These Phillies seem to thrive on being the underdogs, and on having their backs against the wall. Like the fictional hometown boxer Rocky Balboa, they relish in rising from the canvas to knock out their seemingly unbeatable opponents, especially with their home crowd roaring them on in support. These Phillies have proven much over the past couple of seasons, now they must prove that they have learned how to step on an opponent’s neck once they have them down.

Perhaps more than at any other time in their recent playoff runs, they may have the right man in the right place at the right time. When Pedro Martinez takes the mound for them tonight there is absolutely no chance that the Yankee Stadium crowd or any of the other distractions of a World Series will shake him up. The future Hall of Famer is unflappable. The only two questions will be whether he has his good stuff, and whether the Phils bring their big bats to the contest.

The Phillies are one more good night, likely one hard-fought night, away from stepping on the Yankees necks and demanding the respect that they deserve as champions but have not yet been given by the national media and the odds-makers. One good night from Pedro, or the Phillies bats, or both, and Citizens Bank Park should again become the scene of a major World Series victory party this weekend.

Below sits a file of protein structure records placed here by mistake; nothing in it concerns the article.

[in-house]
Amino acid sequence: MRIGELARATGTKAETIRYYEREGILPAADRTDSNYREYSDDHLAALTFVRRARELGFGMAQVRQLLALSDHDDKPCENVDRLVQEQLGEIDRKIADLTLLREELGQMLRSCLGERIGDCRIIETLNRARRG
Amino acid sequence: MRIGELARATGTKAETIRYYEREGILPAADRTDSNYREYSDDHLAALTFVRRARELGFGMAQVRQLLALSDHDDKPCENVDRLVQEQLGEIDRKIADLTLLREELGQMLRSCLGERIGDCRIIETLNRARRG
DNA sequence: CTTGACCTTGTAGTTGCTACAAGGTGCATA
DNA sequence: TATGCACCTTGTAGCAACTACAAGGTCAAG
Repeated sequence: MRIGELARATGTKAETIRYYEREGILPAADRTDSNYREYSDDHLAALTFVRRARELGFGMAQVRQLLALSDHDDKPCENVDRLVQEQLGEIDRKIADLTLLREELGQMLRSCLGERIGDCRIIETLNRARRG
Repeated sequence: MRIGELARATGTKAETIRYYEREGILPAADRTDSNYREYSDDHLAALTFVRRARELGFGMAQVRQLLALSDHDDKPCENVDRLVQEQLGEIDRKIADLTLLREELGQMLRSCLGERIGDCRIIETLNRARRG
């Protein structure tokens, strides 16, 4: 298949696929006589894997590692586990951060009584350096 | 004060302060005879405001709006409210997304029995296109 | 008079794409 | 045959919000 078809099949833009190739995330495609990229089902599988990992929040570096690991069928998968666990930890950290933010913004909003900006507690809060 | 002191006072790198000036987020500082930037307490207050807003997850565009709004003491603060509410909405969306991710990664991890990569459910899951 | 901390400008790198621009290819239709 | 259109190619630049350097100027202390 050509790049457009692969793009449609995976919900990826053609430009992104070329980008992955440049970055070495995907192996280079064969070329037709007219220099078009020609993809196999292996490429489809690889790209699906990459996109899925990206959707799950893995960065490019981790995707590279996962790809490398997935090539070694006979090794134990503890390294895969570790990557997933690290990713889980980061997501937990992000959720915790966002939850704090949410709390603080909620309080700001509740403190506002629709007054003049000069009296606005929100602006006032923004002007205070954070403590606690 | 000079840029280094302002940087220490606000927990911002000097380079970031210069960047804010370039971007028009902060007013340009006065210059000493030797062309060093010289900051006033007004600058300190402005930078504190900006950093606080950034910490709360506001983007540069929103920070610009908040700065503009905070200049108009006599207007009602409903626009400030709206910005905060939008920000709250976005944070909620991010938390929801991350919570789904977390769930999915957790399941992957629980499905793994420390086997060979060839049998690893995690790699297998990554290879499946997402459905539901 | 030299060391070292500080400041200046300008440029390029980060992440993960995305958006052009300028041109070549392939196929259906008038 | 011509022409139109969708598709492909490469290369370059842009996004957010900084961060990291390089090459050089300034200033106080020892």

Three Aces Are Keys to Phils Series Success

Pedro Martinez. Cliff Lee. Cole Hamels. One righthander and a pair of lefties. Three different levels of experience. All have filled the role of a true ‘Ace’ for their respective baseball organizations in the past.

And now together, these three aces represent the absolute keys to the Phillies repeating as World Series champions.

There is much being said and written about the two team’s offenses in this matchup. The top offense in the National League featuring Ryan Howard, Chase Utley, Jimmy Rollins, Jayson Werth, Shane Victorino, and Raul Ibanez. The top offense in the American League featuring Derek Jeter, Alex Rodriguez, Mark Teixeira, Jorge Posada, and Hideki Matsui.

There is talk about the importance of the bullpens, especially the Yankees closer Mariano Rivera, possibly the best at his craft in baseball history and the Phillies closer Brad Lidge, last year’s hero turned this year’s goat, but now apparently born again hard. And pitchers such as Phil Hughes and Ryan Madson will certainly play a big role in at least a couple of games.